(August 15, 2012) A California Chamber of Commerce-opposed bill that stigmatizes employers by requiring the Franchise Tax Board (FTB) to disclose the taxes paid to the state by publicly traded corporations when requested by members of the public is awaiting action by the full Senate.
AB 2439 (Eng; D-Monterey Park) requires the FTB to identify and disclose on its website confidential taxpayer information of the 1,500 largest publicly traded corporate taxpayers subject to tax in California. The stated purpose of this disclosure is to assist in the “analysis and scrutiny” of California’s recent switch in corporate income tax apportionment methods to elective single-sales factor.
The single-sales factor formula looks solely at the proportion of a business’ sales made in California when calculating tax liability. Adoption of the elective single-sales factor in 2011 preserved existing tax rates for many California businesses, while spurring job growth for those who had been penalized under the old formula, which in some cases punished employers with higher taxes when they invested more in the state because it required a four-factor apportionment formula based on in-state sales (double weighted), in-state property, and in-state payroll.
Information Will be Misleading
AB 2439 requires the FTB to disclose the tax liability of a specific taxpayer.
As a single data point, this information is meaningless to any objective evaluation of single-sales factor. Many factors weigh into a taxpayer’s final tax liability, including current or accumulated losses, credits, acquisitions, disputes, subsequent court decisions, audits, amended returns, etc. For many large multi-state taxpayers, final liability for a specific year may not be resolved for years after the return is filed. As a result, no meaningful evaluation of single-sales factor is possible based on the disclosure of individual corporate tax liabilities.
Disclosure of Individual Taxpayer Information Does Not Serve Public Policy Analysis
The efficacy of the single-sales factor or any other state tax policy has nothing to do with the tax return information of any individual taxpayer.
Disclosing individual taxpayer information serves only as a tool to facilitate misleading and uninformed public harassment of individual taxpayers. If the Legislature desires an objective analysis on the benefits or costs of single-sales factor apportionment, or any other state tax policy, experts in the FTB and the Legislative Analyst’s Office have access to a broad array of data, and can evaluate the entire spectrum of taxpayers to determine whether a tax policy is good or bad for the state as a whole. There is no need to disclose individual taxpayer information to facilitate such a fair and objective analysis of any state tax policy.
Other States Do NOT Permit Disclosure of Confidential Taxpayer Information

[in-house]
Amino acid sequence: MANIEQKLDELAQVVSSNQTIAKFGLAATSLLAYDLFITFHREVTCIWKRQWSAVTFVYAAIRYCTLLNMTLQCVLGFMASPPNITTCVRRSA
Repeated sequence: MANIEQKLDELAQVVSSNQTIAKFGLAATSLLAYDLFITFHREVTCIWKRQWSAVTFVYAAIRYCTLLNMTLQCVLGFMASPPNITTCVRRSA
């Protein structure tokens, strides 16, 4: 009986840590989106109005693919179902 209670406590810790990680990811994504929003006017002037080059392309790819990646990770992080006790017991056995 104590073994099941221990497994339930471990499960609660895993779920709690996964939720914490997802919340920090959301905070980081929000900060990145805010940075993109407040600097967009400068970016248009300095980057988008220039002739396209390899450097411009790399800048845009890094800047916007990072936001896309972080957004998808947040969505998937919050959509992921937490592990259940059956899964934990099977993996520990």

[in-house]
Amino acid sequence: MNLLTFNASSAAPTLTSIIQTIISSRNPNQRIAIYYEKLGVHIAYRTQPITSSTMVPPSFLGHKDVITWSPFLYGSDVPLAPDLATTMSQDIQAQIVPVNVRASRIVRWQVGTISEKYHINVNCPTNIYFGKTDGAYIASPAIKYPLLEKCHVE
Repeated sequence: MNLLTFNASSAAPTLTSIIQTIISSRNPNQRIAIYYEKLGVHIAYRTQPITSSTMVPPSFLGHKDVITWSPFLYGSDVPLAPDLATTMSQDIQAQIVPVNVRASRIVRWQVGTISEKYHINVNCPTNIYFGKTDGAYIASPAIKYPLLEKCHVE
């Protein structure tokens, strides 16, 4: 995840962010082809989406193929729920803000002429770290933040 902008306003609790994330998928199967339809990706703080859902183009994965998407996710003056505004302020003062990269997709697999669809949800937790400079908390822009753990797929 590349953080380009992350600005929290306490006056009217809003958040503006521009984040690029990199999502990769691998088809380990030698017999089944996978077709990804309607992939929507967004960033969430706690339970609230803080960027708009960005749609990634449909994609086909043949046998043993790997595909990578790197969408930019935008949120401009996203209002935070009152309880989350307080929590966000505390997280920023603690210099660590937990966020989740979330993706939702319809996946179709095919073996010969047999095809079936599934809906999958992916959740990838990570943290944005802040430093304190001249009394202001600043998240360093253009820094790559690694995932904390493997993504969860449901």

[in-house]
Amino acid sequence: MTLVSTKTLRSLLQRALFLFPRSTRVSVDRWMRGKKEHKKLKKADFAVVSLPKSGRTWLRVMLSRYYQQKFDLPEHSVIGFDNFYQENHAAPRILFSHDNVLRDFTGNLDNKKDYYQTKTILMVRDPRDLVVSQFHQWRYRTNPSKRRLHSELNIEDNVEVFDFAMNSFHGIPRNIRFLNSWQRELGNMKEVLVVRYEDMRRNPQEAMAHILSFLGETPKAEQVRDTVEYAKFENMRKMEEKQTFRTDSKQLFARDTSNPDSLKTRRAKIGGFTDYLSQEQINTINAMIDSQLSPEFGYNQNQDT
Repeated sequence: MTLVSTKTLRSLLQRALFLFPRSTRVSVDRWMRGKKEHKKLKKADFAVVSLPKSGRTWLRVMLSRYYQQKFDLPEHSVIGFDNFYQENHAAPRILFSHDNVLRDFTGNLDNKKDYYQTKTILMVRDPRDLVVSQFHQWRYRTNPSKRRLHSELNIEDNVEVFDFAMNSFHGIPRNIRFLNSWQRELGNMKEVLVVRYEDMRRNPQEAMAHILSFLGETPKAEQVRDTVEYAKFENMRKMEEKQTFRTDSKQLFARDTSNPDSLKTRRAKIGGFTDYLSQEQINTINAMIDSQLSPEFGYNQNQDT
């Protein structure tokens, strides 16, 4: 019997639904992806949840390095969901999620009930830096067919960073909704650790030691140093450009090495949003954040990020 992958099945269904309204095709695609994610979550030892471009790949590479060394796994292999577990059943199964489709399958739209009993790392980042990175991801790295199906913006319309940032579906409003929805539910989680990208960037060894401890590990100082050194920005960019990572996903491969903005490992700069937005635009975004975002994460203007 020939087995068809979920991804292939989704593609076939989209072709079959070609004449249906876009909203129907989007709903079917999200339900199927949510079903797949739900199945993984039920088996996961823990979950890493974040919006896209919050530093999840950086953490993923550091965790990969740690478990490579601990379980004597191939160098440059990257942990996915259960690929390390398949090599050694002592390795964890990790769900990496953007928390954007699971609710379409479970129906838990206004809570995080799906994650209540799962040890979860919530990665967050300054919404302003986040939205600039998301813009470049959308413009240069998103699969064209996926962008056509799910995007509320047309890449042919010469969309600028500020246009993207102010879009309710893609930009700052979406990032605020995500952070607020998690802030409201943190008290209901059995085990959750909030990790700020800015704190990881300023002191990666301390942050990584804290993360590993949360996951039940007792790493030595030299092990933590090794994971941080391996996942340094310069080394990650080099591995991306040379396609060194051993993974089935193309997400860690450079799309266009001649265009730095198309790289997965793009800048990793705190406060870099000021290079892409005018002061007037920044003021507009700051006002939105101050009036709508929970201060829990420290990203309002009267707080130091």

Proponents of AB 2439 have inaccurately claimed that other states already provide similar disclosure of confidential taxpayer information.
- Arkansas and West Virginia permit disclosure only of the names of taxpayers who receive certain credits, rebates or discounts and the amount of those claimed credits. There is no disclosure of overall tax liability.
- Massachusetts, while disclosing taxable income, tax paid and other information regarding tax liability, expunges all identifying taxpayer information.
- Wisconsin, while allowing individual residents to obtain information regarding the amount of tax paid or payable by any other taxpayer, requires the requester to agree not to divulge, publish or disseminate any information obtained.
In 2000, the U.S. Congress Joint Committee on Taxation completed an exhaustive review of taxpayer confidentiality. The committee concluded:
Taxpayers have a justifiable expectation of privacy in the extensive information they furnish under penalty of fine or imprisonment….Our tax system is based on voluntary compliance. Many observers believe that the degree of voluntary compliance is directly affected by the degree of confidentiality given the information that is provided to the IRS.
If returns and return information were publicly available, it would invite a variety of intrusions into a taxpayer’s privacy. Business competitors could use the information to gain economic advantage….A lack of confidentiality could also facilitate the use of return information for political gain.
The CalChamber encourages lawmakers to pursue a fair and objective evaluation of California’s state tax policies. The information necessary to conduct such analysis already exists within state agencies and such analysis does not require the breach of taxpayer confidentiality. Should an actual need arise for the Legislature to examine individual returns, a committee of either house of the Legislature already has the authority do so.
In doing so, however, the Legislature itself saw fit to protect the confidentiality of this information by making any public dissemination of taxpayer-specific data a misdemeanor.
AB 2439 serves no real purpose in furthering an objective analysis of single-sales factor. It does, however, raise the concern addressed by the Joint Committee on Taxation that this information will not be used for a fair and objective analysis of single-sales factor but rather misleading the public for political gain.
AB 2439 awaits action by the entire Senate. Please urge your senator to oppose AB 2439.
Staff Contact: Jeremy Merz